Lately I’ve had the uncomfortable sensation that my life is on top of me, its everyday demands pushing me into the cushions, reducing me to a sedentary state. It hasn’t felt good.
Burned out on running, the fall marathons took their toll. With all the marathon preparation, my weekend cycling had fallen off, and it had been over two months since I’d ridden a century or more.
The way to start riding again is simple. Get on your bike and ride it. But the implementation of that advice was not coming easily to me.
The gap in riding long had diminished my confidence. Certain I had lost fitness, I was afraid to try to ride a century or more. It was easier to stay home and wed myself to all the reasons I should or could not ride.
Enter the rando-friends who saved me from my couch. Gardner and Theresa invited us to join them on a post-Thanksgiving 200K with a starting point relatively close to home. Felkerino and I had nothing on the calendar so we said yes.
The night before our ride, I tossed and turned. I worried about all the things I could think of: overleeping, my fitness, dragging Felkerino down on the tandem with my lack of fitness, and finishing within the timeframes.
At these points in life, someone could advise something like just do it, it’s not that complicated, HTFU, or another Velominati piece of bull crap. Well, sometimes, dear readers, that approach is ineffective, and only burrows a person deeper into immobility.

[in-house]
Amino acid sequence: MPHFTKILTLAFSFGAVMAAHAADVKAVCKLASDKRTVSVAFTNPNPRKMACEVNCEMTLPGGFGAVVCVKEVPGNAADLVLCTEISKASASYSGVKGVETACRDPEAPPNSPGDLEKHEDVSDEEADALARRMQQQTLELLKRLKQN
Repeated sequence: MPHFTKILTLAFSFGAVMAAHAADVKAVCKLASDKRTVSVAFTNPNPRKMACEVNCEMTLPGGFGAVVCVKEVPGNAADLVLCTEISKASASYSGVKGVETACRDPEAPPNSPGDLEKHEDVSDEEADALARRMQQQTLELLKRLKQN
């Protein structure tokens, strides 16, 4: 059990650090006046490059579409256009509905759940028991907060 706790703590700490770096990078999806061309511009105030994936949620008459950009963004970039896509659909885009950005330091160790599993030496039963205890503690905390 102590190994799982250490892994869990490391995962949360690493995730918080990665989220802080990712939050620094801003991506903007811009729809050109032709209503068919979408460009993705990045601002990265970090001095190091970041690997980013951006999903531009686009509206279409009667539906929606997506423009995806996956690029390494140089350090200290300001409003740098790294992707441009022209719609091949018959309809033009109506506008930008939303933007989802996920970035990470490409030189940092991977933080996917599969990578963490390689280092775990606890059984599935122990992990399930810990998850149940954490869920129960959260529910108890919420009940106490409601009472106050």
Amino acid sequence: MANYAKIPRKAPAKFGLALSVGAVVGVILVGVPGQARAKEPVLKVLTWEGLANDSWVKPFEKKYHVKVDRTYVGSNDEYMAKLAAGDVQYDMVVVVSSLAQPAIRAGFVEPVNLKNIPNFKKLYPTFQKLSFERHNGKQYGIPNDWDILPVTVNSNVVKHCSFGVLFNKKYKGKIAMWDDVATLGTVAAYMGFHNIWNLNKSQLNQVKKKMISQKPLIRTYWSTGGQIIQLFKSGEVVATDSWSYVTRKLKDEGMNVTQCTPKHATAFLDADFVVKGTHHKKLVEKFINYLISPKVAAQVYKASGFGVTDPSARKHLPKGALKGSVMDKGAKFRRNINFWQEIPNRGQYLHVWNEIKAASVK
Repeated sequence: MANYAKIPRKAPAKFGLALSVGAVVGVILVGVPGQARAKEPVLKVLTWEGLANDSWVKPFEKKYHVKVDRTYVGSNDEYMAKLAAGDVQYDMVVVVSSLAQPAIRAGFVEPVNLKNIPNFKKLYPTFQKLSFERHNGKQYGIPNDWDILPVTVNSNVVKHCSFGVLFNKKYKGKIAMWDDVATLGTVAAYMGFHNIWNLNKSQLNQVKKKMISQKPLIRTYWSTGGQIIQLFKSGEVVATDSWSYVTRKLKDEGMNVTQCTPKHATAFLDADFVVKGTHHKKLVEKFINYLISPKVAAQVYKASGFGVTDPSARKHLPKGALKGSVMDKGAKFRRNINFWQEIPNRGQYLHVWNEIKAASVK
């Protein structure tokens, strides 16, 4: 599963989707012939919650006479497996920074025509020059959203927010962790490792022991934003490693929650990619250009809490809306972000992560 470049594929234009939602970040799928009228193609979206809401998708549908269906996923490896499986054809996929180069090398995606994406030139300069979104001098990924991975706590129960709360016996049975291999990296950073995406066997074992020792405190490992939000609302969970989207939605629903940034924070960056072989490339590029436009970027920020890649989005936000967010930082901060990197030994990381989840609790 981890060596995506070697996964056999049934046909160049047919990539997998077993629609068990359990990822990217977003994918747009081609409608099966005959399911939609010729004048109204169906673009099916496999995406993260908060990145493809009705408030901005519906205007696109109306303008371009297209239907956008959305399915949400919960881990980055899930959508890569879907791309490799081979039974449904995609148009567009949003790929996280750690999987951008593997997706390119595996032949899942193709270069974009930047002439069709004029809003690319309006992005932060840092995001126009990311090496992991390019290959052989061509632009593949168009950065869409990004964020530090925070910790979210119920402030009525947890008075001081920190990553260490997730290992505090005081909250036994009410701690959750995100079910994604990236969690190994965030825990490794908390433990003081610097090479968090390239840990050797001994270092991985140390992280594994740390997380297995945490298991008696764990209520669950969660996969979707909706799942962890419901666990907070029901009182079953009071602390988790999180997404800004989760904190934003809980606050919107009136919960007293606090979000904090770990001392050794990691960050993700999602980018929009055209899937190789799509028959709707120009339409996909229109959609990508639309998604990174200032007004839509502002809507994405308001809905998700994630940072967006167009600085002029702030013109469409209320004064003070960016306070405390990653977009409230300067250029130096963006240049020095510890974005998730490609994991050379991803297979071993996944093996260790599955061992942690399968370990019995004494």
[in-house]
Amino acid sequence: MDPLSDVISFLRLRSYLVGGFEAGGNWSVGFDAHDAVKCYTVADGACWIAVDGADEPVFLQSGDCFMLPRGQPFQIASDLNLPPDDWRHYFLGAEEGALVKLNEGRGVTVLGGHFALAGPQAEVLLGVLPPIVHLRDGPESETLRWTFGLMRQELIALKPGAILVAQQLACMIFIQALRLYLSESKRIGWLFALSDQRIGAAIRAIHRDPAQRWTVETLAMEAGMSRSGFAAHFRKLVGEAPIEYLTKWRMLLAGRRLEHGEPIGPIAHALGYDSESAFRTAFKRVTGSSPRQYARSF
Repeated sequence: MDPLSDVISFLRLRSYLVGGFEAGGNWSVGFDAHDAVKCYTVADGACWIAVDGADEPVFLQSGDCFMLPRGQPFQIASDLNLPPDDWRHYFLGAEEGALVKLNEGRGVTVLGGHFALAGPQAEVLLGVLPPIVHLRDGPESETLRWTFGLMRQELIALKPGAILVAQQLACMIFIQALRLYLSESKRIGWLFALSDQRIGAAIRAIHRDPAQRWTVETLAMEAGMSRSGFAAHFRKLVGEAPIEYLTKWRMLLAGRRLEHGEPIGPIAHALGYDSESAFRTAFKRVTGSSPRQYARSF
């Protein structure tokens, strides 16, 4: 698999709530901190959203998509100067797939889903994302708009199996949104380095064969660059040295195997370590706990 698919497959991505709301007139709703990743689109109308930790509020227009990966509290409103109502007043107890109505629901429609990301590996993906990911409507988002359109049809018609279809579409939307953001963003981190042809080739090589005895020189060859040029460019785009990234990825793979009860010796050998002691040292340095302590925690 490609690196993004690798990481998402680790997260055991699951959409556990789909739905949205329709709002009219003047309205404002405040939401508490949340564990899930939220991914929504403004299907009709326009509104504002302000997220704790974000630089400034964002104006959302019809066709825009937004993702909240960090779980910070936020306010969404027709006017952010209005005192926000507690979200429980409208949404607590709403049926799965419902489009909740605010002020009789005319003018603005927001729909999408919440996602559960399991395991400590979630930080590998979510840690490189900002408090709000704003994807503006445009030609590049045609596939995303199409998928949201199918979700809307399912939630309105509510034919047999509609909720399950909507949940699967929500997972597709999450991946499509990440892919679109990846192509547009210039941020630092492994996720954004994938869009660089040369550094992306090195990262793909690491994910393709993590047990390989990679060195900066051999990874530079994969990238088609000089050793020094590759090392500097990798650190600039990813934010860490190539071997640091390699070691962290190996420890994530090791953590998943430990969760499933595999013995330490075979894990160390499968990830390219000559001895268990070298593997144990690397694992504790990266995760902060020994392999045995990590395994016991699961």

Sometimes what you need are friends who extend an opportunity and lay out a path for you. At least, that was the case for me. I needed Felkerino, Theresa, and Gardner to show me the way back to the bike.
I had decided that I would wait until the New Year to tackle any long rides. January, right? That’s the time when to begin anew. Who makes New Year’s resolutions in November? Best to stay on the couch until the calendar turns.
I am so glad that I did not wait. This past weekend’s ride, while not at all sunny, was one of the best rides I’ve been on this year. The company was easy, and everyone chose a civilized pace.
Our route was rolling without being punishing, and offered many opportunities for scenic back road views. Temperatures were unusually warm for November.
Unlike all the scenarios I imagined, my legs were lively and the stoker zone of the tandem felt like home. I’m sure Felkerino worked harder than he may normally have, but I was relieved that the marathon training had at least helped me maintain my endurance.
I showed up to the ride (which rolled out at seven in the morning) barely able to keep my eyes open. By the end of our 130-mile day my mind and body were invigorated. My confidence returned, and the concept of just getting on the bike and riding did not daunt me anymore.
I didn’t need to wait until the New Year to start again after all. I just needed a helping hand or two. I’m grateful to my randonneur friends, and to Felkerino, for showing me the way off the couch and back to the bicycle.